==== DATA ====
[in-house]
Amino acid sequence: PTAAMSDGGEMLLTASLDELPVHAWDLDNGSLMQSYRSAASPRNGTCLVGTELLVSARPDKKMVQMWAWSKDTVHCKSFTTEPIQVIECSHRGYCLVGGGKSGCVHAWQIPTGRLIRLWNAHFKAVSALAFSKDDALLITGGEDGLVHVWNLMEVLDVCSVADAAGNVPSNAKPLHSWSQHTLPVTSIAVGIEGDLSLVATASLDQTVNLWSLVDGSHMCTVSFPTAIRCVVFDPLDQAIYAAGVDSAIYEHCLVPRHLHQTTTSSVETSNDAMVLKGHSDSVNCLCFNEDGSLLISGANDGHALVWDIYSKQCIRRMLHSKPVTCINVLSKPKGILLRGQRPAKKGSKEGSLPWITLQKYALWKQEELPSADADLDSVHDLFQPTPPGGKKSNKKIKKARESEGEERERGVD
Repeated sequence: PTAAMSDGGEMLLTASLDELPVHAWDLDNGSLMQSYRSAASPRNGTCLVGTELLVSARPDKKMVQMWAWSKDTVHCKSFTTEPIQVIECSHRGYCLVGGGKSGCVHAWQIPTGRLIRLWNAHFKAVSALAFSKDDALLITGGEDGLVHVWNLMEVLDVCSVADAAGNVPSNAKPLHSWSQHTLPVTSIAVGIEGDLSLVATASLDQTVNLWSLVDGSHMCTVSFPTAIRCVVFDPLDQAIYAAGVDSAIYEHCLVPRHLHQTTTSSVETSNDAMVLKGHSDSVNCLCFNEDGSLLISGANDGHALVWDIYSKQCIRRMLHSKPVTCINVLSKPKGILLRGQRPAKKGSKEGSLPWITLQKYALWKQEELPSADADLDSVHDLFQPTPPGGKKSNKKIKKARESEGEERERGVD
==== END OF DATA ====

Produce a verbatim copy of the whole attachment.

[in-house]
Amino acid sequence: PTAAMSDGGEMLLTASLDELPVHAWDLDNGSLMQSYRSAASPRNGTCLVGTELLVSARPDKKMVQMWAWSKDTVHCKSFTTEPIQVIECSHRGYCLVGGGKSGCVHAWQIPTGRLIRLWNAHFKAVSALAFSKDDALLITGGEDGLVHVWNLMEVLDVCSVADAAGNVPSNAKPLHSWSQHTLPVTSIAVGIEGDLSLVATASLDQTVNLWSLVDGSHMCTVSFPTAIRCVVFDPLDQAIYAAGVDSAIYEHCLVPRHLHQTTTSSVETSNDAMVLKGHSDSVNCLCFNEDGSLLISGANDGHALVWDIYSKQCIRRMLHSKPVTCINVLSKPKGILLRGQRPAKKGSKEGSLPWITLQKYALWKQEELPSADADLDSVHDLFQPTPPGGKKSNKKIKKARESEGEERERGVD
Repeated sequence: PTAAMSDGGEMLLTASLDELPVHAWDLDNGSLMQSYRSAASPRNGTCLVGTELLVSARPDKKMVQMWAWSKDTVHCKSFTTEPIQVIECSHRGYCLVGGGKSGCVHAWQIPTGRLIRLWNAHFKAVSALAFSKDDALLITGGEDGLVHVWNLMEVLDVCSVADAAGNVPSNAKPLHSWSQHTLPVTSIAVGIEGDLSLVATASLDQTVNLWSLVDGSHMCTVSFPTAIRCVVFDPLDQAIYAAGVDSAIYEHCLVPRHLHQTTTSSVETSNDAMVLKGHSDSVNCLCFNEDGSLLISGANDGHALVWDIYSKQCIRRMLHSKPVTCINVLSKPKGILLRGQRPAKKGSKEGSLPWITLQKYALWKQEELPSADADLDSVHDLFQPTPPGGKKSNKKIKKARESEGEERERGVD